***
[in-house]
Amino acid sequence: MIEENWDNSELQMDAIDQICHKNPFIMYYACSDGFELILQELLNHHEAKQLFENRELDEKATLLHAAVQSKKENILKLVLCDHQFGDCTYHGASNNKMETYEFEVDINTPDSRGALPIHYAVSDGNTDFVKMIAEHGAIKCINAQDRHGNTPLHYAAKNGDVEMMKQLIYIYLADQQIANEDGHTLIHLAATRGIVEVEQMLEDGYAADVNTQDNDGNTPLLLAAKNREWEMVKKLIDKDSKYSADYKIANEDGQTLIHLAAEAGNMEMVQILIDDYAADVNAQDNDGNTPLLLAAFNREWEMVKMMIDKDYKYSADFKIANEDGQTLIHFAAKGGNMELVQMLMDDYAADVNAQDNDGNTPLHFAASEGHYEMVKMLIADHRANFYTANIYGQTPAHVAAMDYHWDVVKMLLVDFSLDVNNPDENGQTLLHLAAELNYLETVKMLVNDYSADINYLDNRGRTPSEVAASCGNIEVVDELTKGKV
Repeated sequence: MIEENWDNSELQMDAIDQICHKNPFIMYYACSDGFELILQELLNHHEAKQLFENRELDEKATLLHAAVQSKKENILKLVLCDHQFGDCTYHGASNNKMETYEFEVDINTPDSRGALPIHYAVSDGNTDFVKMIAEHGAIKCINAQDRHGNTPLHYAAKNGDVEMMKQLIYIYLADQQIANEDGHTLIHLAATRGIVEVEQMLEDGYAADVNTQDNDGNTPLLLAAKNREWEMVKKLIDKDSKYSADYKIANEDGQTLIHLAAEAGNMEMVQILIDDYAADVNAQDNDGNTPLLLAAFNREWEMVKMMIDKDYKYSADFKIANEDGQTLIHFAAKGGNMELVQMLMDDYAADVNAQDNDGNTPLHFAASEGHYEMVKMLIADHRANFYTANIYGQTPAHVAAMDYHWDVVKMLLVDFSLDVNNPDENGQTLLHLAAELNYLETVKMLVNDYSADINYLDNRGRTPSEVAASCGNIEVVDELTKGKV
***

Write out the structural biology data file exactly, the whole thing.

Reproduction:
[in-house]
Amino acid sequence: MIEENWDNSELQMDAIDQICHKNPFIMYYACSDGFELILQELLNHHEAKQLFENRELDEKATLLHAAVQSKKENILKLVLCDHQFGDCTYHGASNNKMETYEFEVDINTPDSRGALPIHYAVSDGNTDFVKMIAEHGAIKCINAQDRHGNTPLHYAAKNGDVEMMKQLIYIYLADQQIANEDGHTLIHLAATRGIVEVEQMLEDGYAADVNTQDNDGNTPLLLAAKNREWEMVKKLIDKDSKYSADYKIANEDGQTLIHLAAEAGNMEMVQILIDDYAADVNAQDNDGNTPLLLAAFNREWEMVKMMIDKDYKYSADFKIANEDGQTLIHFAAKGGNMELVQMLMDDYAADVNAQDNDGNTPLHFAASEGHYEMVKMLIADHRANFYTANIYGQTPAHVAAMDYHWDVVKMLLVDFSLDVNNPDENGQTLLHLAAELNYLETVKMLVNDYSADINYLDNRGRTPSEVAASCGNIEVVDELTKGKV
Repeated sequence: MIEENWDNSELQMDAIDQICHKNPFIMYYACSDGFELILQELLNHHEAKQLFENRELDEKATLLHAAVQSKKENILKLVLCDHQFGDCTYHGASNNKMETYEFEVDINTPDSRGALPIHYAVSDGNTDFVKMIAEHGAIKCINAQDRHGNTPLHYAAKNGDVEMMKQLIYIYLADQQIANEDGHTLIHLAATRGIVEVEQMLEDGYAADVNTQDNDGNTPLLLAAKNREWEMVKKLIDKDSKYSADYKIANEDGQTLIHLAAEAGNMEMVQILIDDYAADVNAQDNDGNTPLLLAAFNREWEMVKMMIDKDYKYSADFKIANEDGQTLIHFAAKGGNMELVQMLMDDYAADVNAQDNDGNTPLHFAASEGHYEMVKMLIADHRANFYTANIYGQTPAHVAAMDYHWDVVKMLLVDFSLDVNNPDENGQTLLHLAAELNYLETVKMLVNDYSADINYLDNRGRTPSEVAASCGNIEVVDELTKGKV